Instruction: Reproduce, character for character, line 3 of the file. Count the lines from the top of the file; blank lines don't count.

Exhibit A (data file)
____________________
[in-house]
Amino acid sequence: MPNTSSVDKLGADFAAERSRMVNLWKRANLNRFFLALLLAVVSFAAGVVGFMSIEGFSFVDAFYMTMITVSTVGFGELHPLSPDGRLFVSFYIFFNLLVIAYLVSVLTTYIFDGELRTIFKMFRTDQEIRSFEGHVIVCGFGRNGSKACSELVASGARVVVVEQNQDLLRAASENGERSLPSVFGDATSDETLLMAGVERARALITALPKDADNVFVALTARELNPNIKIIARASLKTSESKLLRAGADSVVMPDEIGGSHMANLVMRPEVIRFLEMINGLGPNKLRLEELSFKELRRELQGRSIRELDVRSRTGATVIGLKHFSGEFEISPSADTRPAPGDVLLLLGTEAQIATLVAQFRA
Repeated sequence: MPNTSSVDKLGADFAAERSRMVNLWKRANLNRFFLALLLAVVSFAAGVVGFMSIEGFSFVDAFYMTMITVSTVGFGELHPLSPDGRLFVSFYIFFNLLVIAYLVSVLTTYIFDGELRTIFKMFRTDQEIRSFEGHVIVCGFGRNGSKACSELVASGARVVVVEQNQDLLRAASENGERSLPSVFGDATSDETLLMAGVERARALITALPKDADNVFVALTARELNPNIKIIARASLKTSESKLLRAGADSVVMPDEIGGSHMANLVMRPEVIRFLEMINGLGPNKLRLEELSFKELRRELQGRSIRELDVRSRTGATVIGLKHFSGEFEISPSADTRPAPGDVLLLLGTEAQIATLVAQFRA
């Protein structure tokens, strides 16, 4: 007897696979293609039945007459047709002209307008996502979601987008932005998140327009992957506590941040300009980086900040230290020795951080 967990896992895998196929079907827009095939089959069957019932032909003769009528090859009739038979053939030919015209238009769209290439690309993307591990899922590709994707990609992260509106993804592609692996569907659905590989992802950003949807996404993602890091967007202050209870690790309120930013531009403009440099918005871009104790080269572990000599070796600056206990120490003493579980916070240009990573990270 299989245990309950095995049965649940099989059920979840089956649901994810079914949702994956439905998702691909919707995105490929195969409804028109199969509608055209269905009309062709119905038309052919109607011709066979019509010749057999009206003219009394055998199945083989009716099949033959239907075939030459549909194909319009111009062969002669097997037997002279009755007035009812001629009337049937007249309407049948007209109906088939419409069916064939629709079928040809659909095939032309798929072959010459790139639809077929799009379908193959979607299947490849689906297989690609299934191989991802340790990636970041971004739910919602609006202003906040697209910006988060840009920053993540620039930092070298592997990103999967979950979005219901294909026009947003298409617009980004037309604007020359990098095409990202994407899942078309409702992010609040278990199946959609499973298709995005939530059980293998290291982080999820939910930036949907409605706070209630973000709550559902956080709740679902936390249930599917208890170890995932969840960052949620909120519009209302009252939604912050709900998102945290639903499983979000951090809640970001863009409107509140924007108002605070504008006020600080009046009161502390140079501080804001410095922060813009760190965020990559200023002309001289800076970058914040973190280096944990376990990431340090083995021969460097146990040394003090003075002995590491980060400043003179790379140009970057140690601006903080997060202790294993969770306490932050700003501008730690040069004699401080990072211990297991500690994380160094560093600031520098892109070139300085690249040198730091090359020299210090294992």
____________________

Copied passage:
Repeated sequence: MPNTSSVDKLGADFAAERSRMVNLWKRANLNRFFLALLLAVVSFAAGVVGFMSIEGFSFVDAFYMTMITVSTVGFGELHPLSPDGRLFVSFYIFFNLLVIAYLVSVLTTYIFDGELRTIFKMFRTDQEIRSFEGHVIVCGFGRNGSKACSELVASGARVVVVEQNQDLLRAASENGERSLPSVFGDATSDETLLMAGVERARALITALPKDADNVFVALTARELNPNIKIIARASLKTSESKLLRAGADSVVMPDEIGGSHMANLVMRPEVIRFLEMINGLGPNKLRLEELSFKELRRELQGRSIRELDVRSRTGATVIGLKHFSGEFEISPSADTRPAPGDVLLLLGTEAQIATLVAQFRA